How should I be feeling when looking into the potential of a marriage relationship? How can I remedy my current feelings with the relative potential of the relationship? And, what should I do if the route is to end it?
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Following a disaster, we are so concerned with the physical well-being of family members that we often overlook their emotional and spiritual health. A crisis does not need to be a time we look back on with loathing, but can rather be remembered as a time for personal growth and increased family unity.
Few forces on earth are strong enough to keep loving Grandparents from physically hugging and kissing our grandchildren. But one force that should be strong enough to stop us right now is the coronavirus! Here are suggestions for other ways to stay connected.
Since the majority of the world is now keeping themselves distant from people outside their immediate families, the role of family in all of our lives becomes more clear. How do we create a strong family culture through a catastrophe, strengthen family unity, and improve communication?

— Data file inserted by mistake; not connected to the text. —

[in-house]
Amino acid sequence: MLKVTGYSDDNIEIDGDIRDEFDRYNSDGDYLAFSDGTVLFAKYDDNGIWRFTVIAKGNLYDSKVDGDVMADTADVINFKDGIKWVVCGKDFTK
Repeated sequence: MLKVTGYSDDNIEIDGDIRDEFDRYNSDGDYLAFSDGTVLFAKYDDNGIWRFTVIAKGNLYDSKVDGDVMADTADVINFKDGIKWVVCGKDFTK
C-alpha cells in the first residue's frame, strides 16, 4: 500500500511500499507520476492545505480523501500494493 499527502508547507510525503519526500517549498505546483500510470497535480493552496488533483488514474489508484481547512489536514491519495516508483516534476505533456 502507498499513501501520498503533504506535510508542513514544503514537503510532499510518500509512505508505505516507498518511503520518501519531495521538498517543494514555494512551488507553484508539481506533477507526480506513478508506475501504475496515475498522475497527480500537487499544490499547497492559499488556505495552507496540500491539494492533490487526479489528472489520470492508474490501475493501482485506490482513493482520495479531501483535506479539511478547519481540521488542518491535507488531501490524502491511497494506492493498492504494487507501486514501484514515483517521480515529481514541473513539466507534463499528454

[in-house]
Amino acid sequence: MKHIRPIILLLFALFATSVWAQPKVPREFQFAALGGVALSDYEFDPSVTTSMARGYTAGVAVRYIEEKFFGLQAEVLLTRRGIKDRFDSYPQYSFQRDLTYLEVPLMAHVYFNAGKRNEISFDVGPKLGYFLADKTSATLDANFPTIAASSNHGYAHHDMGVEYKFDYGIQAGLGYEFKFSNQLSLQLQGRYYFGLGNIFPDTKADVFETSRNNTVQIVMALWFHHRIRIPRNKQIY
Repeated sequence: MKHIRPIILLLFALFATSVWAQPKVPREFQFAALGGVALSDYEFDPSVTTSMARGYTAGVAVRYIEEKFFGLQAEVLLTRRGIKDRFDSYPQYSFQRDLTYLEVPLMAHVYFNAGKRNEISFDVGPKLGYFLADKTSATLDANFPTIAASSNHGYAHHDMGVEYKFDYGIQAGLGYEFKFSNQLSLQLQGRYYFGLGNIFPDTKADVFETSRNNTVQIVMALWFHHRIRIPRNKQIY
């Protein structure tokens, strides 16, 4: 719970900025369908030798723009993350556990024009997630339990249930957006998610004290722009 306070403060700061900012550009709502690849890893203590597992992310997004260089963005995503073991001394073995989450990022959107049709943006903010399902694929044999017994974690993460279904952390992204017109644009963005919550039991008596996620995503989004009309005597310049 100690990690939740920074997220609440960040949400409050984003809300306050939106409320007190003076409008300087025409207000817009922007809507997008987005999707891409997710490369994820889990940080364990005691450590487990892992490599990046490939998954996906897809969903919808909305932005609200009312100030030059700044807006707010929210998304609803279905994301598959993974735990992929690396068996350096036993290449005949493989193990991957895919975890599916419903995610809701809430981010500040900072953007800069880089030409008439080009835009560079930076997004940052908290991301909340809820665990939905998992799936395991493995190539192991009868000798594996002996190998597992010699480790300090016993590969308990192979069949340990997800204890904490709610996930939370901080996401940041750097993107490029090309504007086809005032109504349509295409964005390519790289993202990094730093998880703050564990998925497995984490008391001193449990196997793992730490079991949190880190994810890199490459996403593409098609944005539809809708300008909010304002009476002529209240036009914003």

Your Hardest Family Question: How do I have a good marriage when my husband has Asperger’s Syndrome?
My husband is on the autism spectrum. He is highly intelligent, holds a PhD, has held admirable employment, and in many ways is shockingly gifted. But he is emotionally absent. I would like some support in dealing with that as a spouse.
Despite what is happening outside the walls of our homes, the destiny of the people on the inside can be bright, meaningful, and full of hope if we choose to set ourselves up for freedom and thriving. Here are 14 principles that can help your family thrive during these historic times of change and crisis.
Reject helplessness. Hard situations can be made harder when we don’t feel there’s anything we can really do to protect ourselves. Here are five things we can actively do to help ourselves.